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Two long days after Harvard completed its regular season with a win at Columbia, the Crimson can finally exhale. On Monday afternoon, Harvard (12-2-1, 5-2-0 Ivy League) learned that it earned an at-large bid to the NCAA Tournament, where it will join Ancient Eight rivals Brown and Princeton. The Crimson will travel to face Wake Forest (15-5-0, 7-5-0 ACC) in Winston-Salem on Sunday at 1 p.m.
“There are few better feelings as a college athlete or coach than seeing your name called on Selection Monday,” head coach Chris Hamblin said. “It was great to be in a room together with the team and the team behind the team — our administrators and support staff — to be able to enjoy that moment. It was pretty special.”
While Harvard remained in the top-20 of the NCAA’s rating percentage index (RPI) throughout the season, its inclusion in the field of 64 teams was by no means a foregone conclusion. No Ivy League school had earned an at-large bid to the tournament since Dartmouth in 2005, and the Crimson was behind not only automatic qualifier Brown but also at-large candidate Princeton in the pecking order. In the end, all three schools made it, taking the sting out of Harvard’s 1-0 home losses to the Bears and Tigers and giving the conference its first three-bid season since 2004.
“It’s such a credit to the league and to the programs within the league,” Hamblin said. “Especially when you think about the fact that none of the Ivy League teams had a season last year. That we’ve been able to come back and not only hit the ground running but really have a ton of success just goes to show the direction the league is going in. For all of us in the league it’s an incredible achievement. We’re all lifting each other up, and I’m hoping that this is going to set a new precedent that the Ivy League is going to have more than one entry into the NCAA Tournament for years to come.”
The Crimson’s resume was bolstered by its undefeated record against a competitive non-conference schedule that featured schools from the ACC, Big 12, and Big East, as well as MAAC champions Monmouth, whose 43rd rank in the RPI made the Hawks the best team Harvard defeated. Beyond its impressive record and wealth of decent victories, the Crimson outshot and out-possessed its opponent in every game this season, and usually did so by a wide margin: Harvard managed double-digit shots in all 15 of its games and conceded more than nine shots just twice, against Kansas and Dartmouth. On the season, the Crimson outshot its opponents by a per-game margin of about 19-8.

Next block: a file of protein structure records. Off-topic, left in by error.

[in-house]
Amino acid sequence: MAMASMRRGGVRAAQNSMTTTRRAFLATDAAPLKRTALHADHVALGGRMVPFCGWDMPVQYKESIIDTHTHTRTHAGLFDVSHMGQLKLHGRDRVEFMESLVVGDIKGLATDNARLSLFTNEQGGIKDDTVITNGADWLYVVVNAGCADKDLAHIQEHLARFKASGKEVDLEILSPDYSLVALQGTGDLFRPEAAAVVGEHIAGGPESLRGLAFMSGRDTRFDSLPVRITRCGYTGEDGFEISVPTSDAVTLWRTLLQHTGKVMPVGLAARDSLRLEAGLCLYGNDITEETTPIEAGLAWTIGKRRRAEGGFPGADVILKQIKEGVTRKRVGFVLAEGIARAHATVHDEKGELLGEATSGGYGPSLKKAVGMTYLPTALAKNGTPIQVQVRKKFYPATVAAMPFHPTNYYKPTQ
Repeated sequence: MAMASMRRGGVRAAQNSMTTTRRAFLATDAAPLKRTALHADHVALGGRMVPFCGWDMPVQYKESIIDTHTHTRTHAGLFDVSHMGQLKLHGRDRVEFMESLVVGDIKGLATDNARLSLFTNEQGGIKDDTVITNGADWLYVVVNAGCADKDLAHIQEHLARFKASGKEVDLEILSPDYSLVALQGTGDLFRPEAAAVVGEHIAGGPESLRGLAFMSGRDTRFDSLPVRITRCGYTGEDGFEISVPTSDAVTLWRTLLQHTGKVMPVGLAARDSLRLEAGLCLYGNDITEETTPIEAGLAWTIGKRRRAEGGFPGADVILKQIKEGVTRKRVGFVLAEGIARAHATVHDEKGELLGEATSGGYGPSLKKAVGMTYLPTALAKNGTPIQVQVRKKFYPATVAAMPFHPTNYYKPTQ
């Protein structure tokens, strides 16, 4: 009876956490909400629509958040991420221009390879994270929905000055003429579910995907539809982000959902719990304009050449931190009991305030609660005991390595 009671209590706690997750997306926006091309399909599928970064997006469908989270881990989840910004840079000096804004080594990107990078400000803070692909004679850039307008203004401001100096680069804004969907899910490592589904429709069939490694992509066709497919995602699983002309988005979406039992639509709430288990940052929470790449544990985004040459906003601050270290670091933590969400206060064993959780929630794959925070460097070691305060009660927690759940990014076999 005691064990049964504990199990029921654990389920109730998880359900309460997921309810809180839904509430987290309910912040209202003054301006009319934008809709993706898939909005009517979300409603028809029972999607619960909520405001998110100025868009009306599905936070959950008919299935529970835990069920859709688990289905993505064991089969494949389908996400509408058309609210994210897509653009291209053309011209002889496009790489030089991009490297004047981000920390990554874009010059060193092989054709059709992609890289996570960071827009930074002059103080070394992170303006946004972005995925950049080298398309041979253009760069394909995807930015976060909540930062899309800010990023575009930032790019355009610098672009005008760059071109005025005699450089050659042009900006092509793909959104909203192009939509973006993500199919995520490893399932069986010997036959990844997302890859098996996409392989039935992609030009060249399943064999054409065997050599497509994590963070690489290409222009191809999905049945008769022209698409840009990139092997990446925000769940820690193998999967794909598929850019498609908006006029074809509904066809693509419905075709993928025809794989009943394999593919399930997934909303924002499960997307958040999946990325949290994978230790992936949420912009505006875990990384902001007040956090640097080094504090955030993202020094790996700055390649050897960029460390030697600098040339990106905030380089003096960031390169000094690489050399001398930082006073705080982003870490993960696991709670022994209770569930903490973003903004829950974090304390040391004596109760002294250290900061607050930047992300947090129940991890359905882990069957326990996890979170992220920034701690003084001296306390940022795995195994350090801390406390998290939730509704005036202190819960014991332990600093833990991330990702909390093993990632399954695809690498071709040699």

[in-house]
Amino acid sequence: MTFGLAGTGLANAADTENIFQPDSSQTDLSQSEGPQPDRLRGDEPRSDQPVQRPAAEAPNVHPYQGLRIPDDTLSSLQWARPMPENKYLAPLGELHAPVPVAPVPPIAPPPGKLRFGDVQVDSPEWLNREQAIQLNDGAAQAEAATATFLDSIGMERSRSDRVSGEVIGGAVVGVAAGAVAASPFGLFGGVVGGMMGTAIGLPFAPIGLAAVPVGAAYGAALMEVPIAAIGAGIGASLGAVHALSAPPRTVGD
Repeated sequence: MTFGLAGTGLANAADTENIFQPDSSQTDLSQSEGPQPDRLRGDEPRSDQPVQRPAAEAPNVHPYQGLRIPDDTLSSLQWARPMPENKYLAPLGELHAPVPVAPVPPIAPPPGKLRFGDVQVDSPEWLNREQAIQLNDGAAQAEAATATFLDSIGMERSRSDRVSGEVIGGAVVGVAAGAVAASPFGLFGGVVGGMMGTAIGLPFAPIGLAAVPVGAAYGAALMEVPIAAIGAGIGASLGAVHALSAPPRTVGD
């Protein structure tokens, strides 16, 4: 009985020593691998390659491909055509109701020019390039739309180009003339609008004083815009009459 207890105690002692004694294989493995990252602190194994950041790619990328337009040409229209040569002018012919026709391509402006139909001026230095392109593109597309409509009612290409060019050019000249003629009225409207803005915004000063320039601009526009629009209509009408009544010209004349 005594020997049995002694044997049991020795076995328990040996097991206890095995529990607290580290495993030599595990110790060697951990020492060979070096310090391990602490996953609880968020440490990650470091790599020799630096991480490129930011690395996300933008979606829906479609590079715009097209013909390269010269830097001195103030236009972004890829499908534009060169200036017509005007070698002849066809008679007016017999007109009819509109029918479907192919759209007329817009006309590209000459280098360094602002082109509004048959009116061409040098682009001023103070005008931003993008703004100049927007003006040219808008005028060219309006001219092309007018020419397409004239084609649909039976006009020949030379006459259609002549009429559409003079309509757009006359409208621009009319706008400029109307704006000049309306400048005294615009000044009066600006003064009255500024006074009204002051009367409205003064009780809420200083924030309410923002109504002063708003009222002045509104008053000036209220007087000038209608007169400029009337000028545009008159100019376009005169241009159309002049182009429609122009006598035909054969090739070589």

Harvard dropped the two biggest games of its regular season, though, and will have to show that it is ready to win tight, tense games like the battle in Winston-Salem seems sure to be. While the Demon Deacons were picked to finish just ninth in the brutally difficult ACC, they followed up a cream puff non-conference slate with a strong ACC regular season performance, finishing tied for sixth with perennial powerhouse North Carolina. Wake Forest then upset Duke — a top seed in the NCAA tournament — in the first round of the ACC tournament before falling in the semifinals in overtime to Florida State, the top overall seed and consensus top team in America.
“They have been playing incredibly well of late,” Hamblin said. “They’ve been tested and have performed against some of the best teams in the country. But that’s why we do this. We want to put ourselves on the national stage and see where we’re at. We both like to play possession style soccer and it’s a beautiful big field down there, so I think you’re going to see two teams going after it.”
The Demon Deacons enter the game freshly ranked by the coaches’ poll last week, and while by RPI they — at 27th — are actually marginal underdogs, the Crimson knows that it is in for a tough game in which the margins will be very slim. Wake Forest’s sophomore goalie Kaitlyn Parks has eight shutouts on the season, tied for most in the powerhouse ACC, which produced nine tournament teams and three of the four top seeds.
The winner of this finely poised matchup will likely face Michigan, the second seed in Florida State’s region. A win would send Harvard past the first round of the tournament for the first time since 2014, when the Crimson thrashed Central Connecticut 6-0 before falling 7-0 to first seed UCLA in the second round.
— Staff writer Lev Cohen can be reached at firstname.lastname@example.org. Follow him on Twitter @LevTHC.
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